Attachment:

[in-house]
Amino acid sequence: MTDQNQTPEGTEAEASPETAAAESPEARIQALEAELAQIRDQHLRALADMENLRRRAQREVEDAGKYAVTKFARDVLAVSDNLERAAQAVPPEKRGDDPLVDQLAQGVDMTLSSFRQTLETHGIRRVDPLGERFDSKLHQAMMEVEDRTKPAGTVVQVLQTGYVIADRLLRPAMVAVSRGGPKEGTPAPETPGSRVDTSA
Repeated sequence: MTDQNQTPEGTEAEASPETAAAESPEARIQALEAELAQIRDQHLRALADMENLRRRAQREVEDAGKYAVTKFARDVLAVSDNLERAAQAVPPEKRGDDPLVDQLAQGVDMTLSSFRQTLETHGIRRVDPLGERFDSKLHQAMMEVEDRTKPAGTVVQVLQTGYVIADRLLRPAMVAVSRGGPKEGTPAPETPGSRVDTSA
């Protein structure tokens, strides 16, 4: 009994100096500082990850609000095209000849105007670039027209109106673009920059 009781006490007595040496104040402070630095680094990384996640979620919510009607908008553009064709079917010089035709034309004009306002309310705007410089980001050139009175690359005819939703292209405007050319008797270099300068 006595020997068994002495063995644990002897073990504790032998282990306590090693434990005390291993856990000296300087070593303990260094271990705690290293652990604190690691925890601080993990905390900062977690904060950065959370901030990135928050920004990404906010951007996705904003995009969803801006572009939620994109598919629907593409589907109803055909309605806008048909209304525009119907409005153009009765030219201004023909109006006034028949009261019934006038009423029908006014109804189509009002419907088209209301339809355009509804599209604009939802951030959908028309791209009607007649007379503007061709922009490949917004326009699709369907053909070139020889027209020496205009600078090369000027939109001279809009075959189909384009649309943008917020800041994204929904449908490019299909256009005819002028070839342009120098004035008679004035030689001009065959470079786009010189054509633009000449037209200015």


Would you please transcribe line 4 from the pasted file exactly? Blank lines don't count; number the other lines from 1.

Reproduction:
């Protein structure tokens, strides 16, 4: 009994100096500082990850609000095209000849105007670039027209109106673009920059 009781006490007595040496104040402070630095680094990384996640979620919510009607908008553009064709079917010089035709034309004009306002309310705007410089980001050139009175690359005819939703292209405007050319008797270099300068 006595020997068994002495063995644990002897073990504790032998282990306590090693434990005390291993856990000296300087070593303990260094271990705690290293652990604190690691925890601080993990905390900062977690904060950065959370901030990135928050920004990404906010951007996705904003995009969803801006572009939620994109598919629907593409589907109803055909309605806008048909209304525009119907409005153009009765030219201004023909109006006034028949009261019934006038009423029908006014109804189509009002419907088209209301339809355009509804599209604009939802951030959908028309791209009607007649007379503007061709922009490949917004326009699709369907053909070139020889027209020496205009600078090369000027939109001279809009075959189909384009649309943008917020800041994204929904449908490019299909256009005819002028070839342009120098004035008679004035030689001009065959470079786009010189054509633009000449037209200015």